Console: Using the “Ignore Sender” Feature

I’ve mentioned before how useful the Console application is for troubleshooting problems. Within its cryptic and repetitive logs, I often find solace. Comfort, even, for my ailing machine—indeed, to my ailing soul.

Sorry, I drifted off there. What I mean to say is that the program is critical when you need to find out what’s going on with a misbehaving Mac. You can use its view of your computer’s logs to find specific data and then do a Web search for any error messages you find. One of its best features, though, is that you can choose to block irrelevant messages, leaving a cleaner log for you to page through. Here’s how. 

After you’ve opened the program (it lives in your Applications > Utilities folder), check out the Ignore Sender button on the toolbar.

(If for some reason you don’t have that button, go to View > Customize Toolbar to add it in.)

Select any message in the Console and click Ignore Sender, and it’ll automatically hide everything from that application or process. So, for example, if you’re having trouble with your Mac, but you know it’s not related to Safari, you can hide all of Safari’s messages to help isolate the data you actually want. Groovy!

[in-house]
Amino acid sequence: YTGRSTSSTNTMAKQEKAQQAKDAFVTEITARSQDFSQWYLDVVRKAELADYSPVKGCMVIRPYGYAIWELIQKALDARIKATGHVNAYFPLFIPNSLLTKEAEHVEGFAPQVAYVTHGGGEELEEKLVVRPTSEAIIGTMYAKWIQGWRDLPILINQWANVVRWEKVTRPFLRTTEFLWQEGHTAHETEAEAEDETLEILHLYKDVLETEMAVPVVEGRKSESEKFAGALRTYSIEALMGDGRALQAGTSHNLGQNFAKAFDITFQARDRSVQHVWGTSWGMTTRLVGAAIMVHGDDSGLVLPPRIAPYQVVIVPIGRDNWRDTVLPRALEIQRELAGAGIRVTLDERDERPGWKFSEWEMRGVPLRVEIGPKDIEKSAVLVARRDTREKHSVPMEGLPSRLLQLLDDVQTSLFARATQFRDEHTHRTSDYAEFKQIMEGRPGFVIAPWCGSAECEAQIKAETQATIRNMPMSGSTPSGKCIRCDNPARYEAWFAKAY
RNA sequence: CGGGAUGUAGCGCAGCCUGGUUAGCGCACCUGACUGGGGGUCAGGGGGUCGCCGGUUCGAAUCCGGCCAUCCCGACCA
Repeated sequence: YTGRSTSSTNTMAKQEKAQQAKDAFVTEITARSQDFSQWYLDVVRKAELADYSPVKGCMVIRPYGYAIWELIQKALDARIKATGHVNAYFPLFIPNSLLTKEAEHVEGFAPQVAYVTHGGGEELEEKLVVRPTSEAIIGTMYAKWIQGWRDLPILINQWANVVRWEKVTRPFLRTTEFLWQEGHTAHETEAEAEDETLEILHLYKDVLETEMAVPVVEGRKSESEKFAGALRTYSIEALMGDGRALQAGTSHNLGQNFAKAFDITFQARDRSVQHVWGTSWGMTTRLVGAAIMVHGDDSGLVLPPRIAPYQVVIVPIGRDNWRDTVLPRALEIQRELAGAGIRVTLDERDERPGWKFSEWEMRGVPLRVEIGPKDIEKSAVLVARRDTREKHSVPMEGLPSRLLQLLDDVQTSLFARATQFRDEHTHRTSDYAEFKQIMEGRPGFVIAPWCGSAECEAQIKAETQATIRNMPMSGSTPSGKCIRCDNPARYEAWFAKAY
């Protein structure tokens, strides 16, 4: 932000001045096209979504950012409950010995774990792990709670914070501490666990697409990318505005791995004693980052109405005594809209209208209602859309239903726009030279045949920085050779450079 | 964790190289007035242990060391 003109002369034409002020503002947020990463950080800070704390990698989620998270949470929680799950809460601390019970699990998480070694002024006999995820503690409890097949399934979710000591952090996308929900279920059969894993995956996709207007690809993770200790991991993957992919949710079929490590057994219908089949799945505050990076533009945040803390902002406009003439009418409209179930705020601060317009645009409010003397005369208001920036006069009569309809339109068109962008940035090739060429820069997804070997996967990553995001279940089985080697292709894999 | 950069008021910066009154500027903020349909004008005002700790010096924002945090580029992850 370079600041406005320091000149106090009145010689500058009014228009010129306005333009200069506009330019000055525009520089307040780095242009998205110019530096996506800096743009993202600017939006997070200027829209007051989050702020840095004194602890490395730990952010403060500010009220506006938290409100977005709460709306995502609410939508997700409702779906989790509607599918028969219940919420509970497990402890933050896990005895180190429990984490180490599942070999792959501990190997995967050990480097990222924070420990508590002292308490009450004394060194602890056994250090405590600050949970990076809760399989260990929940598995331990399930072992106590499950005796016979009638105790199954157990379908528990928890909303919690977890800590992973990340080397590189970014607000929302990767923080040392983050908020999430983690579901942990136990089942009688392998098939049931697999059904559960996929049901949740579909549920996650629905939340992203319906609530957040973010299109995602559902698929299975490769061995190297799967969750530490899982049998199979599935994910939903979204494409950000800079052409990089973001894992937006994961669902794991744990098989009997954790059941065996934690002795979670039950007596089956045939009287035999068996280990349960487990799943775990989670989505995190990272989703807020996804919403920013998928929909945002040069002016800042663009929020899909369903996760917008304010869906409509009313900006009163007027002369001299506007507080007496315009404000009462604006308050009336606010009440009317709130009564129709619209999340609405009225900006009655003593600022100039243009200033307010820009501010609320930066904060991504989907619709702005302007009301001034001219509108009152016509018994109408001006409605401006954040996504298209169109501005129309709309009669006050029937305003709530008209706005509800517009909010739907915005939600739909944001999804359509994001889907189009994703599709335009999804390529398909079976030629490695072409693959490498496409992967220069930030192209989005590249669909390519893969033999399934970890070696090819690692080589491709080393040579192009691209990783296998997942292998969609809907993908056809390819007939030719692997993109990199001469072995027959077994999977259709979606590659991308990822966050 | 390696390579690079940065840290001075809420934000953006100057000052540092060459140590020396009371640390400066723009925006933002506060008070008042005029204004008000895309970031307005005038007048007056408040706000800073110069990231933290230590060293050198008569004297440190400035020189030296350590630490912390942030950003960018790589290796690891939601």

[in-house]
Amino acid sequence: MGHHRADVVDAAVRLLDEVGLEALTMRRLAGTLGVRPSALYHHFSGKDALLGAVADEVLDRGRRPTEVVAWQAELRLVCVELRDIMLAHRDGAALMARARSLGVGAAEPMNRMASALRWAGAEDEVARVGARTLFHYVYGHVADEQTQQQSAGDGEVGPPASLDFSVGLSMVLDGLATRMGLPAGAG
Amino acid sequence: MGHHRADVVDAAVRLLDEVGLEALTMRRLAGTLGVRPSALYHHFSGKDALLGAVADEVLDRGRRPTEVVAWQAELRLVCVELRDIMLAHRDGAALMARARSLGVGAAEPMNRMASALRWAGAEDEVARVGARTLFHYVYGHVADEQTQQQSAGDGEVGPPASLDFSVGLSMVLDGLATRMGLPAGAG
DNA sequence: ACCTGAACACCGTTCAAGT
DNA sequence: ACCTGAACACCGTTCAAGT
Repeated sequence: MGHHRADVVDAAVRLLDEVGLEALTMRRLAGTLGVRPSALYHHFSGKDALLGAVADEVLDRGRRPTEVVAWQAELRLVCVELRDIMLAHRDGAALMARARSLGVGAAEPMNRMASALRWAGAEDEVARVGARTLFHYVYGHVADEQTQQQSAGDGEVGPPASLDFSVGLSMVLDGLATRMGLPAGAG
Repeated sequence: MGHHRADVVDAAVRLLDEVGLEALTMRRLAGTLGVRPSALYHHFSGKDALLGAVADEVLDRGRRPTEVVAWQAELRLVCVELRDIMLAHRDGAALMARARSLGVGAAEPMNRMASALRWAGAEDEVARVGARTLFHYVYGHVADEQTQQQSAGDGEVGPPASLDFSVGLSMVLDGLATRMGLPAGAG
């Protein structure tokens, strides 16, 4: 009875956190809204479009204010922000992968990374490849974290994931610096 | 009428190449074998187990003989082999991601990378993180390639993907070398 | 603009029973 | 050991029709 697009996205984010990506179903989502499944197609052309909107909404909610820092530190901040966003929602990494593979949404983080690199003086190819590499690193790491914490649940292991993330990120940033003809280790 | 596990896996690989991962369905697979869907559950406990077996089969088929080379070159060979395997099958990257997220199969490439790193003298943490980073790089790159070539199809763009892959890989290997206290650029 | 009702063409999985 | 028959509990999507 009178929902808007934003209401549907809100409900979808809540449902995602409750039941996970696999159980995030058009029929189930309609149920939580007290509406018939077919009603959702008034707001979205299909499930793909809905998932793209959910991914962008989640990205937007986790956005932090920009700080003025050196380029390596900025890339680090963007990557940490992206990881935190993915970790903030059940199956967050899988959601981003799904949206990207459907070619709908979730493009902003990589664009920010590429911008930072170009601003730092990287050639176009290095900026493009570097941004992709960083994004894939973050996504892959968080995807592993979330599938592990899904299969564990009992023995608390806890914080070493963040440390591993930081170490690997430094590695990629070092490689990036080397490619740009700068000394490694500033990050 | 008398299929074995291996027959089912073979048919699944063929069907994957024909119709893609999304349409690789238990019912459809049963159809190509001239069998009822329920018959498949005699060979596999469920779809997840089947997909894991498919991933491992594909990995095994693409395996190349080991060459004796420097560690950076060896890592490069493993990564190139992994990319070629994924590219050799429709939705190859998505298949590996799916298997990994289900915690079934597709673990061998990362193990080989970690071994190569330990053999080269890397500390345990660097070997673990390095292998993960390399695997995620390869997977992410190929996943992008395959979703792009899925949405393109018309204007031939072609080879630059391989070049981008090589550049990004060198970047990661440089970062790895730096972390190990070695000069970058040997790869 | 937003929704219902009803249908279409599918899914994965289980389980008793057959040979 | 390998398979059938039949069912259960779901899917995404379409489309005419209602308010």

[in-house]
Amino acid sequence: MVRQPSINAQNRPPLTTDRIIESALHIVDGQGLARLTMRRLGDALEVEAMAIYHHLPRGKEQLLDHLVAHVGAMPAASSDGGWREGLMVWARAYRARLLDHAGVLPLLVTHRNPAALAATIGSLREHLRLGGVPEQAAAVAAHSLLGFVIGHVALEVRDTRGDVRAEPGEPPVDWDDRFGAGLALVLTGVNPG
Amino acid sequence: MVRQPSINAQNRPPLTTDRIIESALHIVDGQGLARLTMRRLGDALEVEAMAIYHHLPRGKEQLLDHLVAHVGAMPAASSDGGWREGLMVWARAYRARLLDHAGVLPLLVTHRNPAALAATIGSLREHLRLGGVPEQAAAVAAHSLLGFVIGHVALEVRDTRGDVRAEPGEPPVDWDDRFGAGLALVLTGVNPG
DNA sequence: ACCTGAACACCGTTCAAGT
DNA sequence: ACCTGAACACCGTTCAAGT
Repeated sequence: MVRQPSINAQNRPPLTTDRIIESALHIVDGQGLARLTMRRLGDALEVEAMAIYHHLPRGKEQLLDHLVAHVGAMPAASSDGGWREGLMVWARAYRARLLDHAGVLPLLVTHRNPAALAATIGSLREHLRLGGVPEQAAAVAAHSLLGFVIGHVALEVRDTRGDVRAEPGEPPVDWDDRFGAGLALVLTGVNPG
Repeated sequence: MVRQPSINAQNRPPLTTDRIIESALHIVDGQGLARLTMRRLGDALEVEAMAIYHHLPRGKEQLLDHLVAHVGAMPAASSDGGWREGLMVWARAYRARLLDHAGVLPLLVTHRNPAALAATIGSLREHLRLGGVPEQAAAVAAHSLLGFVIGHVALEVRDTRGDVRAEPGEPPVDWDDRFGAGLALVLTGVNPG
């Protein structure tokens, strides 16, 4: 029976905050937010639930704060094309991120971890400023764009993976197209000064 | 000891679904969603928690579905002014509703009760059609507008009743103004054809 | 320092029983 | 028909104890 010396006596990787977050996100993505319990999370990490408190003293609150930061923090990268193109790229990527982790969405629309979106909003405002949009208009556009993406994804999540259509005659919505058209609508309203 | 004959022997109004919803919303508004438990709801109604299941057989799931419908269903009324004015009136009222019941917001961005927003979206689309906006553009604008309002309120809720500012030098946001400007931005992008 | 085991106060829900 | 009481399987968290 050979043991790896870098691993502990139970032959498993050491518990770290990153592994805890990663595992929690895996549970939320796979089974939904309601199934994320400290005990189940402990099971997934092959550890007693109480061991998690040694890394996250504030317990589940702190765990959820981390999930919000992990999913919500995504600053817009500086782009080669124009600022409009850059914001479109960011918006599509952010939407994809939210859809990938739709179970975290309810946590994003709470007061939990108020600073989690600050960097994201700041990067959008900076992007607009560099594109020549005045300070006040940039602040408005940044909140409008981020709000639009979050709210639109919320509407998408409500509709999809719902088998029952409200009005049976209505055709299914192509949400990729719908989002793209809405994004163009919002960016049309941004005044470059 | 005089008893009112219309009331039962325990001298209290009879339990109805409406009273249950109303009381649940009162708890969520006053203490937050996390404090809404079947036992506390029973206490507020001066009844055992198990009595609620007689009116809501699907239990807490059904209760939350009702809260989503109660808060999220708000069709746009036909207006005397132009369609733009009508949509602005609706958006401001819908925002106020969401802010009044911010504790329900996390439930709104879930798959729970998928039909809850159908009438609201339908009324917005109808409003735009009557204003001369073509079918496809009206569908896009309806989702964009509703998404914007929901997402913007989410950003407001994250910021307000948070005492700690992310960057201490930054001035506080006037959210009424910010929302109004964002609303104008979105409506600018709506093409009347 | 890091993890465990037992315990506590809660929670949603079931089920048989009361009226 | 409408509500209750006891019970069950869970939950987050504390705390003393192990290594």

Now, you might be wondering how to un-ignore a sender. You guys are so fickle. To do that, click on the small “open drawer” icon at the bottom-left of the Console window.

In the drawer that pops up, you’ll see a list of your top senders, organized by how many messages they’ve produced. If you’ve ignored any senders, those will appear at the bottom of the list in yellow.

Click the X next to a sender’s name, and shazam—it’s no longer being ignored. 

If you’d like to see more applications and processes show up in your list of top senders, you can also change the number of them in that view in Console > Preferences.

And finally, try using that list to exclude all messages except those from a specific sender by clicking the checkbox next to one of ’em.

And now only logged events from Time Machine’s backupd process will show up. Luckily, this all looks normal. Go Melissa’s MacBook Air!